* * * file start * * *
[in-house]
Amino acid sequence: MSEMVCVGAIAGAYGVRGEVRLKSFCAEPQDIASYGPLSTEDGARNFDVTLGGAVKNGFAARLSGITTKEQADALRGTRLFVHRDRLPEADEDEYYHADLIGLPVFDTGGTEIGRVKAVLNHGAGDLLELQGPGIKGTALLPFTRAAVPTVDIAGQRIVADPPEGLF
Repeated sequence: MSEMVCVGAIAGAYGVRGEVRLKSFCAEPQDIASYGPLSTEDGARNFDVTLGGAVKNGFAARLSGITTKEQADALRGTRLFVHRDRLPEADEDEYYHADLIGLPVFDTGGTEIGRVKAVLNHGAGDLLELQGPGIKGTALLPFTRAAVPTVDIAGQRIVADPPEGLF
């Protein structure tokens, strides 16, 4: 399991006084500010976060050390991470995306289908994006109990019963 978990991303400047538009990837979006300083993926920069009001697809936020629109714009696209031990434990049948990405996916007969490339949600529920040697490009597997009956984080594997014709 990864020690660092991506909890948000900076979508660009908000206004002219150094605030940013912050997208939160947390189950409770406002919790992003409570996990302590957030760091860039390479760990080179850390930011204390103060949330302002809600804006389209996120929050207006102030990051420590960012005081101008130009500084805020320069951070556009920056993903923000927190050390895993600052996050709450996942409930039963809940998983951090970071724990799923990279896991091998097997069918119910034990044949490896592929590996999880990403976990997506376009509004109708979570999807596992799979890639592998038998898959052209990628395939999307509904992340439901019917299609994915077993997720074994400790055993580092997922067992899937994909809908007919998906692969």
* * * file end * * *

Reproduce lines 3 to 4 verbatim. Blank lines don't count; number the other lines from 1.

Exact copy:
Repeated sequence: MSEMVCVGAIAGAYGVRGEVRLKSFCAEPQDIASYGPLSTEDGARNFDVTLGGAVKNGFAARLSGITTKEQADALRGTRLFVHRDRLPEADEDEYYHADLIGLPVFDTGGTEIGRVKAVLNHGAGDLLELQGPGIKGTALLPFTRAAVPTVDIAGQRIVADPPEGLF
């Protein structure tokens, strides 16, 4: 399991006084500010976060050390991470995306289908994006109990019963 978990991303400047538009990837979006300083993926920069009001697809936020629109714009696209031990434990049948990405996916007969490339949600529920040697490009597997009956984080594997014709 990864020690660092991506909890948000900076979508660009908000206004002219150094605030940013912050997208939160947390189950409770406002919790992003409570996990302590957030760091860039390479760990080179850390930011204390103060949330302002809600804006389209996120929050207006102030990051420590960012005081101008130009500084805020320069951070556009920056993903923000927190050390895993600052996050709450996942409930039963809940998983951090970071724990799923990279896991091998097997069918119910034990044949490896592929590996999880990403976990997506376009509004109708979570999807596992799979890639592998038998898959052209990628395939999307509904992340439901019917299609994915077993997720074994400790055993580092997922067992899937994909809908007919998906692969």